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FWS Biologist Nate Caswell and USFS Biologist Joe Metzmeier work on Ship Island in Gulf Islands National Seashore.  They conduct research on birds that could have potentially been impacted by the oil spill. Photo by Bonnie Strawser, FWS. Refuge employees dedicated to oil spill response

Since we received the horrific news of the Deepwater Horizon Oil Spill on April 20, 2010 we have all wondered what we can do as an agency and individually to help. Our Southeast Region employees have provided tremendous support during this crisis. Refuge employees are no exception, as more than 300 Southeast Region refuge employees have responded to the call of duty so far. Their expertise and duties may vary; but, there is only one mission for refuge employees while deployed, and that is to conserve our trust resources.

This is a mission that refuge employees strive for on a daily basis, and the oil spill hits close to home since the Southeast Region has 29 coastal national wildlife refuges from Louisiana to Florida. We are experts at resource management, but the oil spill has added an uncertainty to what we do best. A new set of variables to managing our trust resources has emerged. There is uncertainty on how long will it take for us to see significant changes to wildlife and habitats, and we are hoping for a very slow hurricane season in the Gulf in an effort to lessen the potential for impact to our refuges. Although the future is unknown and there are many unanswered questions, our refuge employees are right at the forefront in an effort to figure it out.

During the oil spill, refuge employees have been working diligently with others to protect our threatened and endangered species, migratory birds, fish, marine mammals, and sea turtles. This is a job that in the past three months they have taken very seriously because 38 federally listed species, protected under the Endangered Species Act, could be potentially impacted by the spill; twenty-nine of these species are listed as endangered. Deployed refuge employees are working arduous schedules of 12 hours or more a day. Duties are as varied as employees’ expertise but may consist of patrolling beaches in search of nesting sea turtles, conducting surveys to determine where oiled birds and wildlife may be found, assisting with safe capture and transportation to rehabilitation centers, or working in the incident command center writing reports and collecting statistics.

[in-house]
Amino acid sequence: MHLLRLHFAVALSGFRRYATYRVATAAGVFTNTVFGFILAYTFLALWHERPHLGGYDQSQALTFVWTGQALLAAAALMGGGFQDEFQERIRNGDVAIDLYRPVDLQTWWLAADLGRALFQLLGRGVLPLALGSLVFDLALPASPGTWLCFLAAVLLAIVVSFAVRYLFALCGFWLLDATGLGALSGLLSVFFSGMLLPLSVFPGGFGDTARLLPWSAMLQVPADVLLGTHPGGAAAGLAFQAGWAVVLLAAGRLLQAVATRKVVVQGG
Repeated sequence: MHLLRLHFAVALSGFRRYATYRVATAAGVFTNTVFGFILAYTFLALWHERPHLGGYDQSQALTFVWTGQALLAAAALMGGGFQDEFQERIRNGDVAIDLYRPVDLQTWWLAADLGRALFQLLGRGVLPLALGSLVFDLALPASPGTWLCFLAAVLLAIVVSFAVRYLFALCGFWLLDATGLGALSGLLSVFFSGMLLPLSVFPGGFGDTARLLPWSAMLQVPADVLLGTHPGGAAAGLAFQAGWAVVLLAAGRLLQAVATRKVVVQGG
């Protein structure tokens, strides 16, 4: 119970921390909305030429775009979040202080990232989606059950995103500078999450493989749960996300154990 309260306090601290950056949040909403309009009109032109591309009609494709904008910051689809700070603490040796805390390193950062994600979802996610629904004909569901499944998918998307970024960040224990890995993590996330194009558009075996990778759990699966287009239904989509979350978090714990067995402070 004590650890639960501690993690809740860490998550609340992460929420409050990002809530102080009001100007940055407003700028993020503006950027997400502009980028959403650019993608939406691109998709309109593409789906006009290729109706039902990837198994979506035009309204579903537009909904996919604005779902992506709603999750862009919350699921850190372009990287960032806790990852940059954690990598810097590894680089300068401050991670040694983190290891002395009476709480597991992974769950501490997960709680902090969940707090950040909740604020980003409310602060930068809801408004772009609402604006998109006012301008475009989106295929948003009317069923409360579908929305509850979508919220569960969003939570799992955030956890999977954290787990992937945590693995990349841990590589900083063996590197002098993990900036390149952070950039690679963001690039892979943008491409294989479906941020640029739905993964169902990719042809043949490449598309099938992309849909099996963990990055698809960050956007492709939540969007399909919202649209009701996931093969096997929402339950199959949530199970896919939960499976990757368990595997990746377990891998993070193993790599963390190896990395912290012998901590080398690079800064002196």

After completing a shift and in the few hours of rest before returning to duty the next day, employees may wonder if the day’s work truly had any bearing on what might likely be the most catastrophic disaster that will affect how we manage our natural resources in the future.

“The hardest part of working this spill is the unknown,” says Jack Bohannan, refuge manager at Delta, Breton, and Bayou Savage National Wildlife Refuges.”We don’t know exactly how much oil has actually been released into the Gulf, we don’t know where exactly it will go, and we don’t know how much impact it will have on the resources entrusted in our care.”

Refuges employees along the Gulf are taking precautions and are preparing for oil on their lands.

Ken Litzenburger, project leader of the Southeast Louisiana (SELA) Refuges Complex, says they have been preparing for oil on their refuge by, “prioritizing our assets and determining what is most important to protect from a major oil landfall. At this time of the year it would be protecting colonial bird rookeries from disaster. We members meet with BP and the U.S. Coast Guard to set daily work plans and report issues and concerns from the previous day, inspect the booming operations on Delta and/or Breton to ensure it is in the right place and in good condition, and examine the birds on the rookeries to ensure they are not oiled. We also keep disturbance out of the rookeries at all costs and hope the birds make it to flight stage.”

With the refuge’s staff members’ hard work and dedication, so far they have seen only minimal amounts of oil on adult birds and none on the young. Amidst all the oil spill response work, refuge employees try to maintain their regular work duties as well. At SELA, visitor services programs, maintenance, biological programs, budget, and day-to-day operations are still managed by refuge managers and staff.

Most marsh areas require boat transportation for surveying for oil impacts. Since the spill began, Bon Secour maintenance worker Jerry Dunn routinely checks the shoreline three times a week. Photo by Bonnie Strawser, FWS.One encouraging factor resulting from the oil spill response is the formation of several great new partnerships and the rekindling of existing ones. Since the Service is taking a leadership role in evaluating the impact of oil to refuge lands, we are collaborating with other agencies to accomplish this goal. With the assistance of the National Oceanic and Atmospheric Administration (NOAA), the National Park Service, the U.S. Coast Guard, the Environmental Protection Agency, state fish and wildlife agencies, and other responsible parties, the response effort moves forward to tackle the unknown.

As I write this article, there is renewed hope of containing the spill since the leak has been capped for several days now. This, of course, has our refuge employees optimistic that the work they have done and will continue to do will be worthwhile. Our refuge employees will continue to work alongside others for years to come as our resources recover from the impacts of the oil spill.

Submitted by Sharon Fuller, Refuges, Atlanta, Georgia


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